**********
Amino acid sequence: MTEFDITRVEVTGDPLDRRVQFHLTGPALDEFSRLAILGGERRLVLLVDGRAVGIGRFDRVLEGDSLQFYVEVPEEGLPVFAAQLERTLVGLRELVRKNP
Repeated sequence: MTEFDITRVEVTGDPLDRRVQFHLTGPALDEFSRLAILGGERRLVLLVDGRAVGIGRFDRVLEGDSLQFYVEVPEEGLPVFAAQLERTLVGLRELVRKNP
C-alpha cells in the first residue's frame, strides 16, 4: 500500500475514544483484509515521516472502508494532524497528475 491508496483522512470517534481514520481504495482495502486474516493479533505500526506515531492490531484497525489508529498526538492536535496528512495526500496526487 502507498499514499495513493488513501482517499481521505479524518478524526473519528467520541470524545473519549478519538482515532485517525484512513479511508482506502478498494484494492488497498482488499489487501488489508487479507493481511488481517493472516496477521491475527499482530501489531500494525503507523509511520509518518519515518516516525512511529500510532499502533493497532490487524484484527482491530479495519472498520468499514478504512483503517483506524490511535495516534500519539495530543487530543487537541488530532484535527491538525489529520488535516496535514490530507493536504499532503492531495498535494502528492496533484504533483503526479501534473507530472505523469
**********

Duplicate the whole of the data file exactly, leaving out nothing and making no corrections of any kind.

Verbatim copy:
Amino acid sequence: MTEFDITRVEVTGDPLDRRVQFHLTGPALDEFSRLAILGGERRLVLLVDGRAVGIGRFDRVLEGDSLQFYVEVPEEGLPVFAAQLERTLVGLRELVRKNP
Repeated sequence: MTEFDITRVEVTGDPLDRRVQFHLTGPALDEFSRLAILGGERRLVLLVDGRAVGIGRFDRVLEGDSLQFYVEVPEEGLPVFAAQLERTLVGLRELVRKNP
C-alpha cells in the first residue's frame, strides 16, 4: 500500500475514544483484509515521516472502508494532524497528475 491508496483522512470517534481514520481504495482495502486474516493479533505500526506515531492490531484497525489508529498526538492536535496528512495526500496526487 502507498499514499495513493488513501482517499481521505479524518478524526473519528467520541470524545473519549478519538482515532485517525484512513479511508482506502478498494484494492488497498482488499489487501488489508487479507493481511488481517493472516496477521491475527499482530501489531500494525503507523509511520509518518519515518516516525512511529500510532499502533493497532490487524484484527482491530479495519472498520468499514478504512483503517483506524490511535495516534500519539495530543487530543487537541488530532484535527491538525489529520488535516496535514490530507493536504499532503492531495498535494502528492496533484504533483503526479501534473507530472505523469